3 Ways To Capture A Trip In Your Sketchbook

I recently got to head out to Idyllwild, CA for a few days and was really excited to bring my sketchbook along and see what I'd be inspired to create! Idyllwild is a town nestled in the mountains and surrounded by trees so I knew there would be plenty of inspiration.

I ended up filling up 3 pages (some during and some after the trip) to document this visit and wanted to share them with you in case you'd like to try some of these ideas on your next outing!

I didn't really go in with a plan (and I kinda wish I did so that I could do more while I was there) but I think going forward these 3 will be my go-tos on future excursions!

What To Bring

I wanted to mention a few of my favorite supplies to bring along when creating away from/outside my home:

  • Sketchbook with watercolor or multi-media paper (I like this one as well as Etcher and Stillman & Birn sketchbooks)
  • Pencil pouch to stash all the supplies
  • Watercolors, I love my Sakura Pocket Field Sketch Box! It's compact, has a variety of colors, and has lasted for years--I'm still using ti!
  • Water Brushes 
  • Brush pens for lettering
  • My favorite regular ink pen
  • Pencil
  • Eraser
  • Sharpener
  • Mini ruler
  • Paper towel or small towel, in case I need to blot or make a mess :)
  • Tote bag, I put all the above in one tote bag so I know where all my supplies are and they can live in one place

 OK, on to the ideas!

3 Ways To Capture A Trip In Your Sketchbook

You can watch a short process video of all 3 ways on Instagram or Pinterest.

1) Shadow Tracing

This was the only thing I knew I FOR SURE wanted to do because I felt like there would be cool plants and trees to trace from! I've usually seen this done on objects found in nature but I feel like there are so many possibilities--basically anything that can cast a cool shadow and even things indoors!

This one is exactly as it sounds: place your sketchbook so that a shadow is cast onto your blank page. Trace around the shadows then fill in however you'd like. I also think it's a good idea to make a note with the location and date so when you're flipping through in the future, you'll know exactly where/when this was.

It was actually a little harder than I thought because of the timing/when I could get shadows from the things I wanted to trace from and it was a little breezy so the plants kept moving but I just tried my best and did it as quickly as possible! I settled on tracing from a little baby tree (I think it was a pine).

It was fun to make and I think the next time I try this, I want to layer more shadows and maybe try a more monochromatic color palette.


2) Field Journal 

This page is inspired by field journals, a collection of sketches that include details and notes on what you observe.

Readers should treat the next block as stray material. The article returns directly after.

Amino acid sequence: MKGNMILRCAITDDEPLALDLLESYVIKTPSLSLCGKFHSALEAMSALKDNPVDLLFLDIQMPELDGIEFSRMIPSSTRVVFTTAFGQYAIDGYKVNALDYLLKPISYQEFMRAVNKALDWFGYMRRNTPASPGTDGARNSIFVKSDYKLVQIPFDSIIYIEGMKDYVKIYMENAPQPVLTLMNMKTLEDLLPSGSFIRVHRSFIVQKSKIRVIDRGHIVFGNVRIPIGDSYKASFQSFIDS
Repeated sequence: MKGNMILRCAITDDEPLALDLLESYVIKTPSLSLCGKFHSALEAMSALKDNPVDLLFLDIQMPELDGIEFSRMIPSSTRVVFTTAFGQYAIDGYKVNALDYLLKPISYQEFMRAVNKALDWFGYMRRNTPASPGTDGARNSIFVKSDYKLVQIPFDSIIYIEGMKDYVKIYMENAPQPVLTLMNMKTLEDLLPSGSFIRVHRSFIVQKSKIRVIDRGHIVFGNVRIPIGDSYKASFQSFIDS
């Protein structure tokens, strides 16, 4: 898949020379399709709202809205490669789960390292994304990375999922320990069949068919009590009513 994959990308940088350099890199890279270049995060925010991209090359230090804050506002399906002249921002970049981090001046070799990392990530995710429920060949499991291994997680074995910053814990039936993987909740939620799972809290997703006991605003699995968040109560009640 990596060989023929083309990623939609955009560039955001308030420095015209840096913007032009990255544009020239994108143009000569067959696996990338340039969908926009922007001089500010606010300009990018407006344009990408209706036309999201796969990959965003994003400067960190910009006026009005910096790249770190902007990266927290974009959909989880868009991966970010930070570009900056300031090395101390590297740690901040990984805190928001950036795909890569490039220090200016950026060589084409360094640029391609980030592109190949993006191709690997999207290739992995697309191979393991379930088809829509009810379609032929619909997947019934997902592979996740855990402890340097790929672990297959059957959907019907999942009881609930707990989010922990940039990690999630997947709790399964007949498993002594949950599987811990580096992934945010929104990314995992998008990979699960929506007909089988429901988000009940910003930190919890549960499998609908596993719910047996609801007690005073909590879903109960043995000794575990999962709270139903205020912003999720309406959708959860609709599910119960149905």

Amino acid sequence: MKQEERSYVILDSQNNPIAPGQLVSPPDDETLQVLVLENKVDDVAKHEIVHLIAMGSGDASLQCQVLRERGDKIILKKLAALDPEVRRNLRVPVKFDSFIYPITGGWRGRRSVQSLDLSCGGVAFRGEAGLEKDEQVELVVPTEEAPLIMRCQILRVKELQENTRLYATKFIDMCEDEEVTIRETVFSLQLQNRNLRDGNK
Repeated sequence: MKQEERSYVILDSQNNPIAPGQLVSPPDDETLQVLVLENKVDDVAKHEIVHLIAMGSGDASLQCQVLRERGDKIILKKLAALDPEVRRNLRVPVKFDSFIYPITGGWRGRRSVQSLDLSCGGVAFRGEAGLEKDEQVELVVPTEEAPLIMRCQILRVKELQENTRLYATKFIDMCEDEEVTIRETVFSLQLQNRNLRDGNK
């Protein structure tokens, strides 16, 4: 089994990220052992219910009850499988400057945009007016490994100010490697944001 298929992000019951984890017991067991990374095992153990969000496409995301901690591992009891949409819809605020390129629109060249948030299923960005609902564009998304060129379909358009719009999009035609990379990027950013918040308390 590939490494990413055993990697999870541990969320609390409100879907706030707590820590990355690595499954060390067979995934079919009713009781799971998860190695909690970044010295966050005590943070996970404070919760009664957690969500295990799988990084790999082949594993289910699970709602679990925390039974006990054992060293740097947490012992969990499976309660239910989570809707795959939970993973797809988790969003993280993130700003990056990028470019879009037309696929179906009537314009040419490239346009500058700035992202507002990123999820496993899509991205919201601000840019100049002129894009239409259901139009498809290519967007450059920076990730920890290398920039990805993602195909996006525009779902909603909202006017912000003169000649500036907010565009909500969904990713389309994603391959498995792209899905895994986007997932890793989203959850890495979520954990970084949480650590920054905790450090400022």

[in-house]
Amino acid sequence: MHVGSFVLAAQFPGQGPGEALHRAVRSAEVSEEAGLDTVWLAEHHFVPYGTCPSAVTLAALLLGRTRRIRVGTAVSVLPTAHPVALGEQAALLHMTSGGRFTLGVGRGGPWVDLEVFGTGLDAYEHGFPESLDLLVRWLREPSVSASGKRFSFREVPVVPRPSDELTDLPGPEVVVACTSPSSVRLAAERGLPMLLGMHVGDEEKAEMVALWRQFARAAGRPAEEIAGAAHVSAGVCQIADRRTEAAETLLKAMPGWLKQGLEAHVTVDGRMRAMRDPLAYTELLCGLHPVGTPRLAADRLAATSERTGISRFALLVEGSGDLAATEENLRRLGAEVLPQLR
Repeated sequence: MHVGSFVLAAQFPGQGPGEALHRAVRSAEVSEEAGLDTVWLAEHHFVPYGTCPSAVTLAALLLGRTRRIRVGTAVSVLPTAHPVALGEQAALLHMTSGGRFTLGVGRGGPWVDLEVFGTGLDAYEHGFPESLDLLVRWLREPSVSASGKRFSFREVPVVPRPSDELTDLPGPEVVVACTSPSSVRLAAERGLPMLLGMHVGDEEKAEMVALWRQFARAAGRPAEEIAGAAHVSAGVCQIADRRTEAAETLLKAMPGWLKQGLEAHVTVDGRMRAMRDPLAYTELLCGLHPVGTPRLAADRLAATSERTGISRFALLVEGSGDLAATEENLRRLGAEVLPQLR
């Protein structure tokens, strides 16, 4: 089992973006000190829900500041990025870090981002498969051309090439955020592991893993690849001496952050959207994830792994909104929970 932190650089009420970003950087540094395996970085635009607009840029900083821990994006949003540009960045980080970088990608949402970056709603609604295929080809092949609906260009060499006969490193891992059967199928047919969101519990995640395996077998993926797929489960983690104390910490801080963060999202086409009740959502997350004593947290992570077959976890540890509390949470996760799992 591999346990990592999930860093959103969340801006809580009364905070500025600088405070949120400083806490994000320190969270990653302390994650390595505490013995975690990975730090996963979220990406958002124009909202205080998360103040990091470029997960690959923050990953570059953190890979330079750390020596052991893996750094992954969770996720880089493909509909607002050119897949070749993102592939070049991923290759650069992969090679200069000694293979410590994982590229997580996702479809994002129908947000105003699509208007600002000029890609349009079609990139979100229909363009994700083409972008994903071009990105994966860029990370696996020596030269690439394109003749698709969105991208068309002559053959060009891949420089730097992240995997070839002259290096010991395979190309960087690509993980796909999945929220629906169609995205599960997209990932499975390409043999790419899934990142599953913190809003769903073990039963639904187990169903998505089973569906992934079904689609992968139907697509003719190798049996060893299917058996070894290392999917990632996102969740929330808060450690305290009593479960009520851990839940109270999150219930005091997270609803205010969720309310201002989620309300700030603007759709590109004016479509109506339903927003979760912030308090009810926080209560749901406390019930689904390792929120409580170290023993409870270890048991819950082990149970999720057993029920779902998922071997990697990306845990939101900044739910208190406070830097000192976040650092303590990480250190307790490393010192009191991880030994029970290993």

At the cabin I saw these beautiful blue birds and grey squirrels with the bushiest tails! It wasn't until my last night there I decided to figure out what exactly they were, along with what types of trees were in the area (they were Steller's Jays and the Western Grey Squirrel :))

These 2 animals plus the huge pine trees were a big part of what I loved seeing there so I decided to do some sketches of them in a field journal style (although I should've added more notes!) I actually did this at home and modeled them after photos I found since I didn't think about doing this until I was leaving! 

In the future I'd love to spend time out in the wild sketching, examining, and documenting!


3) Lettering

To sum up everything, I decided to do some lettering so I could include more elements of the trip. I believe I learned this type of layout from Lauren Hom several years ago but it's still one of my favorites!

  • Start off by lettering the main word in the center of the page.
  • In pencil, create an outline around the main word so that there will be a blank margin all around. Make sure the margin is about the same width all the way around.
  • Continuing in pencil, start sectioning off the blank areas around your main word. Fill them in using different fonts and include little doodles if you'd like.
  • After everything has been penciled in, go over it in ink.
  • LET IT DRY COMPLETELY! Then erase the pencil lines.

I have been brush lettering for many years but if script/calligraphy isn't your thing, that's OK! You can try this with your own print and cursive handwriting and mix it up with different fonts using different sized pens and markers, lowercase and uppercase, etc. Have fun with it!

I hope you like these ideas and it helps spark some creativity on your next staycation or trip!

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